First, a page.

Alexei Naumann's Website

This is my robot Freddie Mercury. My name is Alexei Naumann and I'm a freshman Computer Science Student at the University of Southern California.

Lab 1

Nicholas Wong

Diego Von Beck

Aditya Valvi

Sam Thornton

This lab consisted of several diagnostics and demonstrations of the Scribbler robot's basic on-board sensors. The results are shown below.

IR Sensor Line Sensor Light Sensor Obstacle Sensor
Alexei 8 inches (1,1) (65408, 65399, 65158) (6400, 6400, 6400)
Sam 7 inches (0,0) (65408, 65285, 65408) (1200, 1930, 1920)
Nick 9 inches (0,0) (47362, 64809, 64622) (5000, 5000, 5000)
Aditya 9 inches (0,0) (65152, 65391,65152) (6400,6400,6400)

The source code used for the Myro Diagnostic can be found here: Source Code

The line sensor test involved testing the reliability of the sensor. Placing the robot on
an off-white floor, it would stop upon encountering the border of a mat (~1 cm thick).
The IR sensor test involved testing the distance at which both sensors would be tripped.
The distance to the obstacle would then be measured.
The Light test involved testing the sensors in different environments. The left sensor was illuminated
with an iphone camera light while the others used the ambient light of SGM 101.
The Obstacle test involved measuring the maximum value the sensor would return when placed as close as
possible to an obstacle.

Lab 2

The source code used for this Lab can be found here: Source Code

Lab 3: Fibonacci Sequence

In this lab we implemented algorithm design and mathematics to draw a fibonacci spiral. We draw quarter circles of different radii to draw a connected spiral.

The source code used for this Lab can be found here:

Diego Von Beck

Maggi Yang

Marcus Eng

HW 1: Robots Got Talent


1. The Robot will sing the song "You Spin Me Round" (popularized by the group Dead or Alive). This action will be triggered when a bright light is shined on one of the three light sensors.

2. The Robot will "attempt" to draw a cube. This action will be triggered when the line sensors on the bottom of the robot detect a white surface (the Dry Erase Poster.)

3. The random activity implemented in this design takes digits from 1 to 4 and assigns them each a function. The 1st function, if chosen would make the robot spin in a cirlce, the 2rd would make it move in a square path, the 3rd would print out all the data from the robot's main sensors and the 4th would make the robot move backwards. This portion of the program runs 4 times and picks a random function every time.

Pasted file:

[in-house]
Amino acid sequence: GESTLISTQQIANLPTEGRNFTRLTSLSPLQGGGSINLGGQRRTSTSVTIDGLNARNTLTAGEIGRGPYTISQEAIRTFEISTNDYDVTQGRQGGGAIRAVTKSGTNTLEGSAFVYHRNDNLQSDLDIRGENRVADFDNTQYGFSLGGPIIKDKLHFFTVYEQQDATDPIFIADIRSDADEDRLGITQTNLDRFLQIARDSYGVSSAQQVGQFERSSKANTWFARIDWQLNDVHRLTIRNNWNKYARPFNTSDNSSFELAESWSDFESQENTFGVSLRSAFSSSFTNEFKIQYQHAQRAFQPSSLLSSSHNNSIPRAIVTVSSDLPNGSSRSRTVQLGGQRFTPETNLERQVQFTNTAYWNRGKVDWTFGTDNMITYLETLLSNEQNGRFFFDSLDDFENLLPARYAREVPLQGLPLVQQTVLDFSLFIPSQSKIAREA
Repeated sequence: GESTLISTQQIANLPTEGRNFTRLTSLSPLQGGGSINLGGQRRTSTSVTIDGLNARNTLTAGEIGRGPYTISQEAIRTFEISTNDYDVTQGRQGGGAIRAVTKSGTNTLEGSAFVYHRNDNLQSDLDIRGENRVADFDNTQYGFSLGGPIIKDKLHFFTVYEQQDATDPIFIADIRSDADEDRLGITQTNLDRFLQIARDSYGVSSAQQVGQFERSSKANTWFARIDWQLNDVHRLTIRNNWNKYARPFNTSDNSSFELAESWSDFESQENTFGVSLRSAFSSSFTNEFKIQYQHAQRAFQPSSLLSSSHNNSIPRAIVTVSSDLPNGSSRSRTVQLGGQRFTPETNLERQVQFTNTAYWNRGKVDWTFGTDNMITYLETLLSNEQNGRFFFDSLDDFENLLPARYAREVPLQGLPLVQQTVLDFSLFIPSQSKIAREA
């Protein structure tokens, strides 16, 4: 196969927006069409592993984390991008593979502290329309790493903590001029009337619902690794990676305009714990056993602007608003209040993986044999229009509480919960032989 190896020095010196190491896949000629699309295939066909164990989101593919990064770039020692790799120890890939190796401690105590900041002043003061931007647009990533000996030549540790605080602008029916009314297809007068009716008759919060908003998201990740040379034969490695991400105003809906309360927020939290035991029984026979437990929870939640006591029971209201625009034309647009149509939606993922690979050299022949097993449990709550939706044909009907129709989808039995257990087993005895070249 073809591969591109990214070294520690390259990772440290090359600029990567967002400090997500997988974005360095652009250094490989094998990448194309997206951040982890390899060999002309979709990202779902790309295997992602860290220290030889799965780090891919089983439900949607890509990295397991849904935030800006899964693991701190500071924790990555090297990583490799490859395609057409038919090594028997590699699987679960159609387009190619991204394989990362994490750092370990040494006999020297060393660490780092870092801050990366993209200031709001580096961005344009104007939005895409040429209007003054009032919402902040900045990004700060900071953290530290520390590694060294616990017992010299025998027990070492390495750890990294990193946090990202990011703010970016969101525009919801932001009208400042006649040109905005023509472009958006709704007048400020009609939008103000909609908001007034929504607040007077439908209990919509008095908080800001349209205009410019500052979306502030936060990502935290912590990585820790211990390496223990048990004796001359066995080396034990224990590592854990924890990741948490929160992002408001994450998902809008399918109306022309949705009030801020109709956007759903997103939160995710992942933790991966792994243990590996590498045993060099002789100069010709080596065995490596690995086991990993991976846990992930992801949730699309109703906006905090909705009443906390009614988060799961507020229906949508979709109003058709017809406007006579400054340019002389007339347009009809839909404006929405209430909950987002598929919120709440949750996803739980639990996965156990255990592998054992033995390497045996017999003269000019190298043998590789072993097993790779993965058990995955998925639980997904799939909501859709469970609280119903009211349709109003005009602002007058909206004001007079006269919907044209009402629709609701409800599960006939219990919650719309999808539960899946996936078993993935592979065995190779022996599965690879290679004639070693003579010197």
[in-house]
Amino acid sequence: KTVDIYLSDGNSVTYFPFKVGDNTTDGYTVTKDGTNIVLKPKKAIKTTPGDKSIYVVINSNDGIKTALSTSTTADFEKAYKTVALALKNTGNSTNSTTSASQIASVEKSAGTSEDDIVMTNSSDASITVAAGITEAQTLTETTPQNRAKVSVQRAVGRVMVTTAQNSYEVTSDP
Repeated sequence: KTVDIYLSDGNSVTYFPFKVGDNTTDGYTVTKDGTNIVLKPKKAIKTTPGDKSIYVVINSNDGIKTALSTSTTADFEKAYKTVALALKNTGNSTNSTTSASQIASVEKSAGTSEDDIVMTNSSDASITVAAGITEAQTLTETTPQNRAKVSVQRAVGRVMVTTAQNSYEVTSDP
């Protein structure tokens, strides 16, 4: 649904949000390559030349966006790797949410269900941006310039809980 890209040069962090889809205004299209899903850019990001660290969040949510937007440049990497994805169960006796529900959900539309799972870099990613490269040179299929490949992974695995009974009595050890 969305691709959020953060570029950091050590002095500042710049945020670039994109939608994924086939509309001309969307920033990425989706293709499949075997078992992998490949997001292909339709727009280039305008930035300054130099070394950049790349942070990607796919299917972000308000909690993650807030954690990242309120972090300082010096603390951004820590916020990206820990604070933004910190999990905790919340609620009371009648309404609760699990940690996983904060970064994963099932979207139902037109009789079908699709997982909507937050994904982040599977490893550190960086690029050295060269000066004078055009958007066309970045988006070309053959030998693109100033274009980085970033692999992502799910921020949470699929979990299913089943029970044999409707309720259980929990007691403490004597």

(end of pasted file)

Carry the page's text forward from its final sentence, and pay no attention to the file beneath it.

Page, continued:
4. The program utilizes an if statement to start, if the battery level is above 6.5. If it's not the terminal will read "Battery Level is too Low." It runs through the song first, then the drawing function and then the random function giving time and prompts in between each to allow for user adjustment.

The source code used for this Lab can be found here.

Lab 4: Insect-Like Behavior

In this lab we implemented algorithms to simulate insect-like behaviors in robots.
The source code used for this Lab can be found here:

Diego Von Beck

Maggi Yang

Marcus Eng

HW 2: Robot Olympics

1. Write a description of your robot’s performance for the Opening Ceremony. What is your algorithm and sensors used for this event?
My robot will be part of the "C." It takes the 9th position in the C. It will take an input, "W," "S, "A," and "D," from the terminal to steer the robot to the correct position.
2. Write a description of your robot’s Line Following behavior. What is your algorithm and sensors used for this event?
When the robot's [1] sensor is triggered (on a black surface/the line), the robot will turn left. When it is not triggered (on a white surface), the robot will turn right.
3. Write a description of your robot’s Maze Solving ability. What is your algorithm and sensors used for this event?
The IR sensors are used to trigger the robot's maze solving algorithm. The robot will continue to move forward until the obstacle sensor is triggered. Then the robot will turn left and then move forward if unblocked or double turn left if blocked again.
4. Write a description of your robot’s Fastest Drawer behavior. What is your algorithm and/or sensors used for this event?
The light sensor is used to trigger the robot's fastest drawer algorithm. Then the robot draws the design that is programmed into it.
5. Write a description of what is your algorithm for structuring your robot team’s behaviors.
There is a menu that takes in a user input to trigger the different functions and algorithms of the performance.
The source code used for this Lab can be found here.

Diego Von Beck

Maggi Yang

Marcus Eng

Lab 5: Arrays

The purpose of this lab was to create an array of songs and functions which could then be utilized to make a playlist of functions that could then be executed by the robot.
The source code for this lab can be found here.

Lab 6: Pointers